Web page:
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two piece string, keeping cross?

Discussion in 'Badminton String' started by tfc, Dec 13, 2002.

  1. tfc

    tfc Regular Member

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    If one uses two piece stringing method, must one replace the cross?
    Normally, the main would break while the cross is almos new. Should
    the stringer charge half the price for replacing the main only?
     
  2. Nick

    Nick Regular Member

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    I would suggest you cut your strings immediately once you break them. It can cause your racquet frame to break due to the amount of stress on either the cross or main. hope this helps.

    Cheers,
    Nick
     
  3. LazyBuddy

    LazyBuddy Regular Member

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    Agree.

    If only the cross breaks, then, main string will pull the racket head like a "ball". If only the main breaks, then, cross string will pull the racket head really narrow.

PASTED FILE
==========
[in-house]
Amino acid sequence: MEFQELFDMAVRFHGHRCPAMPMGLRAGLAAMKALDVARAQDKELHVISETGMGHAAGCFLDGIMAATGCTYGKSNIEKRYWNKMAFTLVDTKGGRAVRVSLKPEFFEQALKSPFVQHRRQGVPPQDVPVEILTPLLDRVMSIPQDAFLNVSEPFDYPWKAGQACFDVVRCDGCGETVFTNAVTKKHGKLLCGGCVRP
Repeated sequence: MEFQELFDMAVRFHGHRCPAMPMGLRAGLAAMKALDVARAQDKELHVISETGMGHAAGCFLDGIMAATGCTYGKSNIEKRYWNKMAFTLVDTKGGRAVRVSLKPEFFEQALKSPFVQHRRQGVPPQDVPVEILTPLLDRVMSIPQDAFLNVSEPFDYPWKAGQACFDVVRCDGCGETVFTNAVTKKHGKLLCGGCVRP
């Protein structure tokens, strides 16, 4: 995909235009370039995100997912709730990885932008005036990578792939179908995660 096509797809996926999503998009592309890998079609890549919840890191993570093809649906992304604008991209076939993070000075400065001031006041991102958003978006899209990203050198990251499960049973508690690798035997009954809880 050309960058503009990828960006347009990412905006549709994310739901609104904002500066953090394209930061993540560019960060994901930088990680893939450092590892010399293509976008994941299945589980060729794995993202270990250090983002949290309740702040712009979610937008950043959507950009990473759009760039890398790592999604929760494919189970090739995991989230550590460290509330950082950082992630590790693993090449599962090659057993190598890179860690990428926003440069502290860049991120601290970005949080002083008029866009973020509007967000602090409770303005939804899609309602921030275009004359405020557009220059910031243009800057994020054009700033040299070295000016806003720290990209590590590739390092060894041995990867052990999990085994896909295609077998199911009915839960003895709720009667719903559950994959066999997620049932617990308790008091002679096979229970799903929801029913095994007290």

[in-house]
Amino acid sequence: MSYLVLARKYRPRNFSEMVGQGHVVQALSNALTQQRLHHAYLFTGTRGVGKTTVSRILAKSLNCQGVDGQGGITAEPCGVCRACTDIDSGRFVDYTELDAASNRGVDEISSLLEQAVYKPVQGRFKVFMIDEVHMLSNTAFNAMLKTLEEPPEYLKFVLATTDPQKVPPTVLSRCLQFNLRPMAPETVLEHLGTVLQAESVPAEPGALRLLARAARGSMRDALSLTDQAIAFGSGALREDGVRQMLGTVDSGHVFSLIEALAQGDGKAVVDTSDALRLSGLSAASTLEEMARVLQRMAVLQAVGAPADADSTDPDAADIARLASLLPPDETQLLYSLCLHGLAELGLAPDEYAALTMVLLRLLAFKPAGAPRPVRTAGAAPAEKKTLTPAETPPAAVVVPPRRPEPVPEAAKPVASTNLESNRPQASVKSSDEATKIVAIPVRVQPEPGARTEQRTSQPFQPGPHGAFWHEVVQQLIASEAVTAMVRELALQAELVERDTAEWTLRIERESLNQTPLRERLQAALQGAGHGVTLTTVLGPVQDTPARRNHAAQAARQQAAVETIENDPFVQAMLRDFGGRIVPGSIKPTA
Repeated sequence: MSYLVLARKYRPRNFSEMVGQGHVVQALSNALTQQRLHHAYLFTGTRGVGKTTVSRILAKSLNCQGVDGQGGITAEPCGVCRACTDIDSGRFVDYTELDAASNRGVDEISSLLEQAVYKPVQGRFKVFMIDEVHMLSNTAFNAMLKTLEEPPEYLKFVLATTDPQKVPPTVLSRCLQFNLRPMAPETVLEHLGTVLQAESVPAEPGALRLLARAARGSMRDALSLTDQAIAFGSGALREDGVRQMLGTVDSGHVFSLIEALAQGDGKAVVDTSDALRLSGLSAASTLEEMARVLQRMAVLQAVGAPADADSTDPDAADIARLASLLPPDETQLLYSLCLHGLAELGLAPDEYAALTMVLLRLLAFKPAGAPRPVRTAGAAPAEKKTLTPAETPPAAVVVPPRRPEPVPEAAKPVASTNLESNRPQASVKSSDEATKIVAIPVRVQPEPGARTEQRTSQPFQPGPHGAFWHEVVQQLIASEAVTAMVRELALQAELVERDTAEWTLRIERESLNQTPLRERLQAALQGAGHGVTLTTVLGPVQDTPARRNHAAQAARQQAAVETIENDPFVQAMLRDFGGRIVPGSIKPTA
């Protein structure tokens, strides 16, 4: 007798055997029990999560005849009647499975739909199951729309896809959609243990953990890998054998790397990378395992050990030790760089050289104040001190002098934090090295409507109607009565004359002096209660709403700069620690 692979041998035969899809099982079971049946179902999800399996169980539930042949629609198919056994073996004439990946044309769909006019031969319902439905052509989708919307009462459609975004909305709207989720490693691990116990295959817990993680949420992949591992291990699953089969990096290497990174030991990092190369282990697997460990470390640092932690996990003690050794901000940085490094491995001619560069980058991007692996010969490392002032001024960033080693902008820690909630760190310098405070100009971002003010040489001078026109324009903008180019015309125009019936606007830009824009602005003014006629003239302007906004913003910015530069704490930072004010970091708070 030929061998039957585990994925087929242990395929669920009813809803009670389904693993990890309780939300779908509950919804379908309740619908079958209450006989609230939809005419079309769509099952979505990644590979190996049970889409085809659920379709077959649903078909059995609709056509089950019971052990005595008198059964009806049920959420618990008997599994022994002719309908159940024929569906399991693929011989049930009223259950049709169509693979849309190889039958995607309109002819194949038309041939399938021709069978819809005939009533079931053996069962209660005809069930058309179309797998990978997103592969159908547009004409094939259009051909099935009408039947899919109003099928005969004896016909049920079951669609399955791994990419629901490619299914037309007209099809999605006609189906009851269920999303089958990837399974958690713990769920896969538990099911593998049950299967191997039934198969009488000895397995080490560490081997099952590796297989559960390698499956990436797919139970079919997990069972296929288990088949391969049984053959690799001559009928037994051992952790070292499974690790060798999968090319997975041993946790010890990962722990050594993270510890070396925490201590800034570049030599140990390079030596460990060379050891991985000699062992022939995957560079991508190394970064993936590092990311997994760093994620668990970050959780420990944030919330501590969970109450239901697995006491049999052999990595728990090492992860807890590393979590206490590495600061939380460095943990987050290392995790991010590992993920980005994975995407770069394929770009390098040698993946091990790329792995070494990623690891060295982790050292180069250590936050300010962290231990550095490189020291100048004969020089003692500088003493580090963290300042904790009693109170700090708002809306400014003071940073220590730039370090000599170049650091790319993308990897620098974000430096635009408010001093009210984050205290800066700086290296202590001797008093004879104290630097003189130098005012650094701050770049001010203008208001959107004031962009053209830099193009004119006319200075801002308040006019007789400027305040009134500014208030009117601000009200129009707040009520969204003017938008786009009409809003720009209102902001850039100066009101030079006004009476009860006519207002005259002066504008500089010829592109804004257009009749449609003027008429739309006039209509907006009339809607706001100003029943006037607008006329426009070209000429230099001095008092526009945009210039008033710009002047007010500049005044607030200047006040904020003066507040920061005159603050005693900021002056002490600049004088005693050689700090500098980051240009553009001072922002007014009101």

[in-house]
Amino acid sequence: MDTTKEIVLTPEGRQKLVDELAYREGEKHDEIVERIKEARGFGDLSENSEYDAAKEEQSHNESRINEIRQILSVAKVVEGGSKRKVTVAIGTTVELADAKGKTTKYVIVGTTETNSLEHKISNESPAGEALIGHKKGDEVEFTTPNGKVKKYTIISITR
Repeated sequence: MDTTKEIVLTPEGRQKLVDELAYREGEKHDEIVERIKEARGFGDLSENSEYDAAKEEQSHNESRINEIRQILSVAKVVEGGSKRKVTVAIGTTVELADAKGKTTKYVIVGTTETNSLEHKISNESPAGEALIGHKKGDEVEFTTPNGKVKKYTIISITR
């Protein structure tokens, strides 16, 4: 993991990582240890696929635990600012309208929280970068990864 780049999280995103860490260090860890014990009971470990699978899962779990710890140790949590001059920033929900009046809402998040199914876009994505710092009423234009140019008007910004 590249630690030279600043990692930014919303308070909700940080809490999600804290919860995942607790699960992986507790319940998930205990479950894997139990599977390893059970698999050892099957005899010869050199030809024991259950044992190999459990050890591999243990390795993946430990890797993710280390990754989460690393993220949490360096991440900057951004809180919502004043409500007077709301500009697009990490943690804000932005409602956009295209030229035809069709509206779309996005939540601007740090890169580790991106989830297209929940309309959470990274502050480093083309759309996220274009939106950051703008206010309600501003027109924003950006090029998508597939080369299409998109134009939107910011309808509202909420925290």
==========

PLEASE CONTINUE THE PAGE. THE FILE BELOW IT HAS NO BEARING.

4. tfc

    tfc Regular Member

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    not all rackers are so fragile

    Not all rackets are so fragile as those new MP, Ti, etc. If you don't string with
    very high tension, the workhorse like rackers don't deform with a single string
    break. Now if one mounts the racket on the string machine and cut the breaking
    main, there is no reason to replace both the main and cross at the same time.
    Of couse, one needs to tie the main on the main and cross on the cross to take
    advantage it.
     
  5. jwu

    jwu Regular Member

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    even though if you do decide to change only the main or only the cross, that's a slight inconvenience to your stringer since they still need to open up a new pack, unless it is reel we are talking about. there shouldn't be any problem stringing just main or cross but why do that? If you are going to restring, just restring the whole racquet.
     
  6. badrad

    badrad Regular Member

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    time consuming to remove the mains